Although he never realized his ambition to become a well-regarded architect, Theo van Doesburg made a huge contribution to the intellectual development of Modernism and was one of the most energetic thinkers of the period.
He became interested in avant-garde art at a young age, producing paintings in the style of Kandinsky in his early twenties. In 1916 he helped to found the artists’ groups De Anderen and De Sphinx, and through them met artists and architects such as Piet Mondrian and J.J.P. Oud.
This association resulted in the publication of the journal De Stijl, which Van Doesburg was to edit until his death. The first issue appeared in November 1917. De Stijl aimed to unite art and architecture, and the strength of its message meant that the work of its contributors was often described as ‘De Stijl’.
Anxious to promote De Stijl ideas, Van Doesburg travelled to Germany and Paris to lecture and participate in exhibitions, eventually settling in France in 1923. Since the mid 1910s Van Doesburg had been producing colour schemes for the buildings produced by other architects, and from the early 1920s he became increasingly interested in working as an architect himself. He collaborated with the architectural student Cornelis van Eesteren on some housing models for an exhibition in 1924, and in the late 1920s took charge of the redecoration of the Café Aubette in Strasbourg. Despite these efforts Van Doesburg was only able fully to design one building by himself – his own house in Meudon, which was completed in 1930.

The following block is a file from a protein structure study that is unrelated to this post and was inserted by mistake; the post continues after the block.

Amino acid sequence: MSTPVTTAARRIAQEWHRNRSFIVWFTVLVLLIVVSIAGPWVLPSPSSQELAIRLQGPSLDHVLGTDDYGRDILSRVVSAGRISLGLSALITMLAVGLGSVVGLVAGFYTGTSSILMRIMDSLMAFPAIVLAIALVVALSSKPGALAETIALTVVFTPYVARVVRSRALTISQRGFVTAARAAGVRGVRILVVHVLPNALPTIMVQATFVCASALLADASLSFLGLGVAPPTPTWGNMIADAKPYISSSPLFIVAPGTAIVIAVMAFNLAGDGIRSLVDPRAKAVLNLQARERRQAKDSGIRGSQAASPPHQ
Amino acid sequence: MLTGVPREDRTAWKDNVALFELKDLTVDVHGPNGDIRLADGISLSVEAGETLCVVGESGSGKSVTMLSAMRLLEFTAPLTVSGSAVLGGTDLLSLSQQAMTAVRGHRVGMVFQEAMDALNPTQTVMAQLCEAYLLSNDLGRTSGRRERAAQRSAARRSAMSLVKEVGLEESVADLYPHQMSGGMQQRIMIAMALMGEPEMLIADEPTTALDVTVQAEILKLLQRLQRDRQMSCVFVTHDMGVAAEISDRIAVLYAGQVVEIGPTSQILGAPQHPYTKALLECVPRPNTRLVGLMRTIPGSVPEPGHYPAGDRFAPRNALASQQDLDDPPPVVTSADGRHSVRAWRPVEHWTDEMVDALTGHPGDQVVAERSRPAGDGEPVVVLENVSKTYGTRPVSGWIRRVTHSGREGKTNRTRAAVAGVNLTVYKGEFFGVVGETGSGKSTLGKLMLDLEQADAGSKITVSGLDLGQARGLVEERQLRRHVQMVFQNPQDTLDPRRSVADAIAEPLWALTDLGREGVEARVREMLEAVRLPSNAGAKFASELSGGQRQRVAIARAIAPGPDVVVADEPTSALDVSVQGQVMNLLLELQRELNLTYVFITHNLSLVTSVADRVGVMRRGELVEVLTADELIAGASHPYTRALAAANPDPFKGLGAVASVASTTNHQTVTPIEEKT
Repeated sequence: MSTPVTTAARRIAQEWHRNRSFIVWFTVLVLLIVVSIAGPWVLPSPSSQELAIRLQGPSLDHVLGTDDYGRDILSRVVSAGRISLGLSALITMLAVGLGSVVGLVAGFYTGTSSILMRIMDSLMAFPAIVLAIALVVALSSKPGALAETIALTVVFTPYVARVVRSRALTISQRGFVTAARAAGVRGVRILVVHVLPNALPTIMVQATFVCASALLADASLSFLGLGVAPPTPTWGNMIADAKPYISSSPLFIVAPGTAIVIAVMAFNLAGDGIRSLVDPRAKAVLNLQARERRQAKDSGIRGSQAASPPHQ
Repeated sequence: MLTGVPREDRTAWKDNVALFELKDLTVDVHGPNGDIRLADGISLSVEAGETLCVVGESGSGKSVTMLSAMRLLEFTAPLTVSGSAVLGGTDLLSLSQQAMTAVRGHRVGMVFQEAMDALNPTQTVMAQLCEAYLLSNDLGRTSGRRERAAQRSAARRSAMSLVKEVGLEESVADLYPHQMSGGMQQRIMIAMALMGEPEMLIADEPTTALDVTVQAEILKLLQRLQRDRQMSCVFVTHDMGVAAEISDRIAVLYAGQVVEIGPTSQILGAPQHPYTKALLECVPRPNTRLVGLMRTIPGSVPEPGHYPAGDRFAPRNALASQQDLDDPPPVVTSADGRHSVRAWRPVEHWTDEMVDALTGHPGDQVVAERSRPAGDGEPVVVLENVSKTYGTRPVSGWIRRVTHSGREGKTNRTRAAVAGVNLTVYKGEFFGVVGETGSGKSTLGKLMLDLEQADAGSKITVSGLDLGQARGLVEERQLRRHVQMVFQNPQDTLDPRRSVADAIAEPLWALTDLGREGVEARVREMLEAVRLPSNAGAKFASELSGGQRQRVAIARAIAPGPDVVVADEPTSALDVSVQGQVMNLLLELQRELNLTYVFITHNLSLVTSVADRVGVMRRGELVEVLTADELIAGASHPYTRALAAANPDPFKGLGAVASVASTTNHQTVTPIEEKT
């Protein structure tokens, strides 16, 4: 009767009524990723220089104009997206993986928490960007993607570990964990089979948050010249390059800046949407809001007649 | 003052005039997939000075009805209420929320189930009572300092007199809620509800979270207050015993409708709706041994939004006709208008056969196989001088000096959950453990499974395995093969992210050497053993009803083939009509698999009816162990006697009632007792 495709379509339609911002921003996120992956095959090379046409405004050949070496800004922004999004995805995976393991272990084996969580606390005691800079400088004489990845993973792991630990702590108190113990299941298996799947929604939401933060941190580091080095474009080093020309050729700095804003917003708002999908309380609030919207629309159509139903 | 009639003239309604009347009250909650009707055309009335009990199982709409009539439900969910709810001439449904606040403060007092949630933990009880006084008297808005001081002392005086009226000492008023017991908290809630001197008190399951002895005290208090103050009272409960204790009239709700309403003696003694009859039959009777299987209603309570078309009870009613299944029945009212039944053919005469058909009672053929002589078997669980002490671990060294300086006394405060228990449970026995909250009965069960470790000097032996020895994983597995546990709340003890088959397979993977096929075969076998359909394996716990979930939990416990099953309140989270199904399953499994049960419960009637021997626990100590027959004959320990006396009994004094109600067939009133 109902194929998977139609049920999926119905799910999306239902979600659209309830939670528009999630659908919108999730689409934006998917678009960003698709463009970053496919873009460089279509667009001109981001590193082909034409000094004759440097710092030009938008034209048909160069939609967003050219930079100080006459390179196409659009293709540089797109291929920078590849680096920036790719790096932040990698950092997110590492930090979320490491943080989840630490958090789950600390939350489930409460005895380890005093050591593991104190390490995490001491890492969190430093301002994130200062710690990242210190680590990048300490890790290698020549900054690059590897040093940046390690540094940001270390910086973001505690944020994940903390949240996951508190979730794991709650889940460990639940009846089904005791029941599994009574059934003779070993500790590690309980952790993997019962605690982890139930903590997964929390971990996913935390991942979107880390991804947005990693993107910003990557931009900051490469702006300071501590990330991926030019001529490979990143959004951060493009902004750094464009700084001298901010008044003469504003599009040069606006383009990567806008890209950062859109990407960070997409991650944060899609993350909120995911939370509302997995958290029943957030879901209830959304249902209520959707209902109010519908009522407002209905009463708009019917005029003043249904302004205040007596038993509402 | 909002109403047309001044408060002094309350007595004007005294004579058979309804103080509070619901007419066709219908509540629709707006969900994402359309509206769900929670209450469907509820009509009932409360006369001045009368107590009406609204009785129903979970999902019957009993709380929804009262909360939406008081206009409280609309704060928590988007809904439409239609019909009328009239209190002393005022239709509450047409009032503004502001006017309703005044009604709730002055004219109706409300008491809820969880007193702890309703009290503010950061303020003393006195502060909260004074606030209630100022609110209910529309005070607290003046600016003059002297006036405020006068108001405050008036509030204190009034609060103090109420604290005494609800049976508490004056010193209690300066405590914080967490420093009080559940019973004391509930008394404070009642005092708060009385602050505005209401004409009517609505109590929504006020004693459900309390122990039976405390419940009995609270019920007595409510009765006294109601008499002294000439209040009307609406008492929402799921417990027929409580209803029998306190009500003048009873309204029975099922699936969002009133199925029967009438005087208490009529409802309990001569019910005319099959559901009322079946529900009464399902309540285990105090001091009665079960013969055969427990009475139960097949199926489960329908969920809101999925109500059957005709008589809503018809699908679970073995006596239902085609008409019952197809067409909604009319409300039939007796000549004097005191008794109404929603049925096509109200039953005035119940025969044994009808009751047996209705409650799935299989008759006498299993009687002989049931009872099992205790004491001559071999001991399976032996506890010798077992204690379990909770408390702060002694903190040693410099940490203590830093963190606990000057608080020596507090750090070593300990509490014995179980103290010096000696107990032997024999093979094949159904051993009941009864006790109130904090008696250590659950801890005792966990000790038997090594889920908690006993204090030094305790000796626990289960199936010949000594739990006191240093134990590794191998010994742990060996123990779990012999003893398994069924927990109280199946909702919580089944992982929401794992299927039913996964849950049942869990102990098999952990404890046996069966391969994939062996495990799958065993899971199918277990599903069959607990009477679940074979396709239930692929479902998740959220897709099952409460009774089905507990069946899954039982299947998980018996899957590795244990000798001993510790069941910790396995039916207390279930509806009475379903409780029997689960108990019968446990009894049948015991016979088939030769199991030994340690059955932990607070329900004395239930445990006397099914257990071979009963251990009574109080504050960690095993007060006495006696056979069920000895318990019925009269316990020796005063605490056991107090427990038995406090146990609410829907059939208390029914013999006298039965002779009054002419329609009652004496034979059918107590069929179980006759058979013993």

Van Doesburg died in 1931 and without him the journal De Stijl also perished. However, his ideas had made a big impact and his theories were carried into the next decade by younger designers, such as the Swiss architect Max Bill.